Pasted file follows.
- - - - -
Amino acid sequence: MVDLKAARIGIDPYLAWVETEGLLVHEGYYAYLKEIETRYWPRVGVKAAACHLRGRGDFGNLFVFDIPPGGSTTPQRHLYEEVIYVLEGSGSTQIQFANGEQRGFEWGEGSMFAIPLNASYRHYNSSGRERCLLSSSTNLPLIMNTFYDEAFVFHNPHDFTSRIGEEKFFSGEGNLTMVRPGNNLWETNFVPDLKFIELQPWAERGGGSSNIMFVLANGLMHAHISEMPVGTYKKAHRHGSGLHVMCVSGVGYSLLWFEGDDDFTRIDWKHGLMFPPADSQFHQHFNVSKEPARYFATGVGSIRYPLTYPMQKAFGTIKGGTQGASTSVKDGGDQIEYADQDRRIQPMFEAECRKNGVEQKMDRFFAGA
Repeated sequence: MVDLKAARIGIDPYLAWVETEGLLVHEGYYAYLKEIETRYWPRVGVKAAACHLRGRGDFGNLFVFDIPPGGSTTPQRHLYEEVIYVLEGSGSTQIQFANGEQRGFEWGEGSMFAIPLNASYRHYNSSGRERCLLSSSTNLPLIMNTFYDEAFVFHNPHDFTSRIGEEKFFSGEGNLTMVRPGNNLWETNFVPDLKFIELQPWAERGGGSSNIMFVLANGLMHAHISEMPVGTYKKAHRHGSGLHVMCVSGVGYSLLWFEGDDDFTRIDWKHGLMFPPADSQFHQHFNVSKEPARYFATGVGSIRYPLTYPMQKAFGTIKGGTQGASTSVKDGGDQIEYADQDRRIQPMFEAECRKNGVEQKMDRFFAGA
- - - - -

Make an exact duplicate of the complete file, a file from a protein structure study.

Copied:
Amino acid sequence: MVDLKAARIGIDPYLAWVETEGLLVHEGYYAYLKEIETRYWPRVGVKAAACHLRGRGDFGNLFVFDIPPGGSTTPQRHLYEEVIYVLEGSGSTQIQFANGEQRGFEWGEGSMFAIPLNASYRHYNSSGRERCLLSSSTNLPLIMNTFYDEAFVFHNPHDFTSRIGEEKFFSGEGNLTMVRPGNNLWETNFVPDLKFIELQPWAERGGGSSNIMFVLANGLMHAHISEMPVGTYKKAHRHGSGLHVMCVSGVGYSLLWFEGDDDFTRIDWKHGLMFPPADSQFHQHFNVSKEPARYFATGVGSIRYPLTYPMQKAFGTIKGGTQGASTSVKDGGDQIEYADQDRRIQPMFEAECRKNGVEQKMDRFFAGA
Repeated sequence: MVDLKAARIGIDPYLAWVETEGLLVHEGYYAYLKEIETRYWPRVGVKAAACHLRGRGDFGNLFVFDIPPGGSTTPQRHLYEEVIYVLEGSGSTQIQFANGEQRGFEWGEGSMFAIPLNASYRHYNSSGRERCLLSSSTNLPLIMNTFYDEAFVFHNPHDFTSRIGEEKFFSGEGNLTMVRPGNNLWETNFVPDLKFIELQPWAERGGGSSNIMFVLANGLMHAHISEMPVGTYKKAHRHGSGLHVMCVSGVGYSLLWFEGDDDFTRIDWKHGLMFPPADSQFHQHFNVSKEPARYFATGVGSIRYPLTYPMQKAFGTIKGGTQGASTSVKDGGDQIEYADQDRRIQPMFEAECRKNGVEQKMDRFFAGA